I think this year was the first year that we took the budget into consideration. We were trying to save as much for 2014. This is the state of Formula One right now where unfortunately sometimes the budget plays a large part in your decision making. We've got two fairy inexperienced drivers driving for us in the hope that we can put more resource into the 2014 car.

Q:
Bob, we were talking to Adrian Sutil here yesterday. It was his opinion the recent dip in Force India's form was related to the change in the construction of the tyres that we saw halfway through the season. Is that a view you share? And if so, what as a team can you do to combat the downturn in results before the end of the season?

Bob Fearnley:
I think Adrian's absolutely right: it's not coincidental that the dip in form obviously ties in with the change in tyres. It's very difficult because we're past the time in the season where we've already committed through to the 2014 car. We ideally would need to put the 2013 car back into the system. I think what we've got to do - and it might not be very exciting - but I think we've got to just eke the best of the performance we can out of it, we've got a great team of engineers and I feel sure that they will overcome the problem but we've got to do it on the track and we've only got Fridays to do that. So it's challenging and it's going to be a little bit tough and it's disappointing after what was an incredible start to the season - but we are where we are and we can't change things.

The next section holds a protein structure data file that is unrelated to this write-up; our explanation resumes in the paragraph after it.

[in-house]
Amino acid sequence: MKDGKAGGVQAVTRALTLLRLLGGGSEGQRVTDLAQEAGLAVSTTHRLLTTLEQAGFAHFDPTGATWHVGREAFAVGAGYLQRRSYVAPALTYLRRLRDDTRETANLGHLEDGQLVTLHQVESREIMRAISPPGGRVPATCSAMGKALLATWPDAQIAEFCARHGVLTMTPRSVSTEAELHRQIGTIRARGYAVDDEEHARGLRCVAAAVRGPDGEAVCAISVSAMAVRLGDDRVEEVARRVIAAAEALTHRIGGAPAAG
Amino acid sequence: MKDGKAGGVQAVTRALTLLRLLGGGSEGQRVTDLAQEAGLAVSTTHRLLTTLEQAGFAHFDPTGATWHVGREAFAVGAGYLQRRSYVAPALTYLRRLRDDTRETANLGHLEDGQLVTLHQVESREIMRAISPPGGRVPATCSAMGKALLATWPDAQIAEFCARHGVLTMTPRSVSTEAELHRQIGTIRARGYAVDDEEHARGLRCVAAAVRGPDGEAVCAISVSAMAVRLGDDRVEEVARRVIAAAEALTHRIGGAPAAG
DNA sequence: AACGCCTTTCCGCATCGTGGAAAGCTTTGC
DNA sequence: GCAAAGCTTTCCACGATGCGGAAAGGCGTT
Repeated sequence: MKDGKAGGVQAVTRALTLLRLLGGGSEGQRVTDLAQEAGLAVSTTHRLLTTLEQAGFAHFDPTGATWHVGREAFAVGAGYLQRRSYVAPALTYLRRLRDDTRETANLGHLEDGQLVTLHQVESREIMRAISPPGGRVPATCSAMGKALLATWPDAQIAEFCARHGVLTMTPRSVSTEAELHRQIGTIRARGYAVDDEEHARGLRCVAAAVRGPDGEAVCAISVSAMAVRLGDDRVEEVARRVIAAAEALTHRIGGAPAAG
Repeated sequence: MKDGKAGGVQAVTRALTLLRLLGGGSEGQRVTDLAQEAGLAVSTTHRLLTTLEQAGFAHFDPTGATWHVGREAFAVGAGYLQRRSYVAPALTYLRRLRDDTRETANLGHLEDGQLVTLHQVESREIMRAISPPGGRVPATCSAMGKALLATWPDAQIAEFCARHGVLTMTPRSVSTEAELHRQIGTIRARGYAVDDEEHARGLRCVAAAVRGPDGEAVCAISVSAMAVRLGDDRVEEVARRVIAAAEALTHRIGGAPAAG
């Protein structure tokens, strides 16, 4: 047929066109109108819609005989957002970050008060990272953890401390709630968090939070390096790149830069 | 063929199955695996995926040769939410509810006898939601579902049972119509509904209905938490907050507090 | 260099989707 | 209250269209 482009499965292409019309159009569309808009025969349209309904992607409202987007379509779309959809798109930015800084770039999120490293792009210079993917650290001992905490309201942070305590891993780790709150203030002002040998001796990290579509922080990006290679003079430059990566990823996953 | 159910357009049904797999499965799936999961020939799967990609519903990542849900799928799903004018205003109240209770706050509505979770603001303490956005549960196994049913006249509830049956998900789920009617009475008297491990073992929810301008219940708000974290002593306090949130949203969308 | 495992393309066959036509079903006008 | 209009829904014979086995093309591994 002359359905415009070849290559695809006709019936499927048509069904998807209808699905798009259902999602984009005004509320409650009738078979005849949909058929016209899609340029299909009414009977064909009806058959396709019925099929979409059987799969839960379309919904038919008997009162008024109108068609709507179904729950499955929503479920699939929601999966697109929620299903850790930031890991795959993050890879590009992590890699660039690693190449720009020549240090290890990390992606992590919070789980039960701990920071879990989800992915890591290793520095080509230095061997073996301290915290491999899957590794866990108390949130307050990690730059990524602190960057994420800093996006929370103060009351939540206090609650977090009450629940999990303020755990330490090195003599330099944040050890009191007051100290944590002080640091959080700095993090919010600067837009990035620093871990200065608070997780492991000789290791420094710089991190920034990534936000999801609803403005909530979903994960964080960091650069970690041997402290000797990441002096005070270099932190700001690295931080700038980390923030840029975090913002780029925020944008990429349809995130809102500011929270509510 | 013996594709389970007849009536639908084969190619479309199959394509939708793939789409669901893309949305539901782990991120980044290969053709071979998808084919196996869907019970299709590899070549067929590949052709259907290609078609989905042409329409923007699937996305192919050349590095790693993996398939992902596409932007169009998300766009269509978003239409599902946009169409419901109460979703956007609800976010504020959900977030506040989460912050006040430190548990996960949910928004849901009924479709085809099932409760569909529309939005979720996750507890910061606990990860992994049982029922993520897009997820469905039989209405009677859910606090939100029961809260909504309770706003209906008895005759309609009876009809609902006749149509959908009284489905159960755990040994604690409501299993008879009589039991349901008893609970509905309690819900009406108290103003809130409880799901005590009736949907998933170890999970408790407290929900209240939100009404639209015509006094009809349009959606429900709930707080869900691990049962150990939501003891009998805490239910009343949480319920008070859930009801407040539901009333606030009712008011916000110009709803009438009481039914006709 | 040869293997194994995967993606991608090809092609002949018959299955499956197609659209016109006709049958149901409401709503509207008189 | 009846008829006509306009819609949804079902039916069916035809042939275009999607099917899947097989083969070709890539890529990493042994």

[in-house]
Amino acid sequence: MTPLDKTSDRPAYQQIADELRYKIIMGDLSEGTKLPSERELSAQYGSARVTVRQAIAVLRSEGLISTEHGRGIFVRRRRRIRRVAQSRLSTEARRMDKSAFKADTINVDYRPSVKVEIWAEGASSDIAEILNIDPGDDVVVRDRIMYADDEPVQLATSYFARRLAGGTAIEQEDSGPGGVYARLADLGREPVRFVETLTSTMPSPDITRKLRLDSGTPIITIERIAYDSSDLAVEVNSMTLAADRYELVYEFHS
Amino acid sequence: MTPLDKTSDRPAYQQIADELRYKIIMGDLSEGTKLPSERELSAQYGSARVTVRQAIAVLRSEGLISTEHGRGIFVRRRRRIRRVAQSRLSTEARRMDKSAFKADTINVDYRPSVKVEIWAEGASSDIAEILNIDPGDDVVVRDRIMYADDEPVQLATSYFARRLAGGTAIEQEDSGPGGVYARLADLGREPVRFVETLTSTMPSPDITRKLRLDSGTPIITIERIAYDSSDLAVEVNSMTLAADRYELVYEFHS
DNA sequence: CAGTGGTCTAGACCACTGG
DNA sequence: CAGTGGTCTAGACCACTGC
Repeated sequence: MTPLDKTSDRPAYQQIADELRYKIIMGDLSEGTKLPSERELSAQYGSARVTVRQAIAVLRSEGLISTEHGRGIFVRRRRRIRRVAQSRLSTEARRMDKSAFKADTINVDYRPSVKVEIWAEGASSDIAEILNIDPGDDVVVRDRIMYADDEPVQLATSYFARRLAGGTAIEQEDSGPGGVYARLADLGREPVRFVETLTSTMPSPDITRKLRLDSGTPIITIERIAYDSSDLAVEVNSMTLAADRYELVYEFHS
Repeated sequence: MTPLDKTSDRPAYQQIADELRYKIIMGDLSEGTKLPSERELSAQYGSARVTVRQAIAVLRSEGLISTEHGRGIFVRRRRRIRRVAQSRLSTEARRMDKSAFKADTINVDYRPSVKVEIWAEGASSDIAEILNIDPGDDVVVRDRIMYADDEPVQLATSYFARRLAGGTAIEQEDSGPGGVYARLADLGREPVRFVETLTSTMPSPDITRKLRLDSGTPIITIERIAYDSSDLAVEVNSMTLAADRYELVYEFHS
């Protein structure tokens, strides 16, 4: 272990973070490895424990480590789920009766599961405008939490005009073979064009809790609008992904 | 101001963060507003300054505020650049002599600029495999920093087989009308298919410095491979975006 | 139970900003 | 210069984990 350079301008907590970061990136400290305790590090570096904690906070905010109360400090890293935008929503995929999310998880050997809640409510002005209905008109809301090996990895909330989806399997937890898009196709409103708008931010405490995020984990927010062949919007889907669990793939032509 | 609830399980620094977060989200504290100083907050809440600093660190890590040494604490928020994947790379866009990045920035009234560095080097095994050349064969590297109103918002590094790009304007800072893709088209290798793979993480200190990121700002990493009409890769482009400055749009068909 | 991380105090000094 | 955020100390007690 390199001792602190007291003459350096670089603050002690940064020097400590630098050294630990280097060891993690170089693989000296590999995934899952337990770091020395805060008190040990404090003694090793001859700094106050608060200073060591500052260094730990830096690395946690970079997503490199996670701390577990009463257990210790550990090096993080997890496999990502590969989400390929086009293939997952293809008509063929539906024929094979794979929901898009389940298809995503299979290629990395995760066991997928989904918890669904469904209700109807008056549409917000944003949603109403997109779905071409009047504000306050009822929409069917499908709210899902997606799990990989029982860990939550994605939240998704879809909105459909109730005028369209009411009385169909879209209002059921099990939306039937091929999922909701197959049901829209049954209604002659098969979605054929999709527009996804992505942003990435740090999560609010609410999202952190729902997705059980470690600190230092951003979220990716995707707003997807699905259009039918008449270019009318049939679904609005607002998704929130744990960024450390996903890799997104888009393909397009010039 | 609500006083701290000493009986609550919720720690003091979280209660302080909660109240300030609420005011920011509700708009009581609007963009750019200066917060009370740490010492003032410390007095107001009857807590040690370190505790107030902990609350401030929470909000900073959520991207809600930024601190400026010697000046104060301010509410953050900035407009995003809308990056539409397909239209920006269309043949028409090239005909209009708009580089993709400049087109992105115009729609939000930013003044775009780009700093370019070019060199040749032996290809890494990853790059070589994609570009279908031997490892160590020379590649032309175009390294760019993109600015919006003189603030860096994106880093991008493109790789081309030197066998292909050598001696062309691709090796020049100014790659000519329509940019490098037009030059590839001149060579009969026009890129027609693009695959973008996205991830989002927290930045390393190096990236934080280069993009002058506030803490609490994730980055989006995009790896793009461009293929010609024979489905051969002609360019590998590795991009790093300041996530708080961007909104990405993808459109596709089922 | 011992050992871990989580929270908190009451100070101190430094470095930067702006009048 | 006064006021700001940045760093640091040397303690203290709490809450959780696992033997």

Q:
Question to you all next regarding costs in F1. We heard from Christian Horner in the FIA press conference in Monza, his thoughts that although teams have been working to reduce costs, 2014 looks like being a very, very expensive year with the regulation changes. In his words, "collectively," he said, "the mistake the teams made was not saying 'no' to the new engines." I just wonder, do you share his view? Have costs escalated beyond what's ideally realistic for your teams to deal with the larger outfits on the grid? Start with you Tony.

Tony Fernandes:
I've been consistent since day one I've been in F1 that costs are too high and every... when I came into F1, people talked to me about costs coming down but I don't think there's been a single year it's come down. I think next year will be probably the highest year - so I think there's something fundamentally wrong. I don't think it's just the engine, by the way, I think the teams lost out an opportunity to get costs under control. I think self-interest overrode the sport and we are as much to blame for this problem as an engine.

Q:
Franz, is that a fair assessment?

Franz Tost: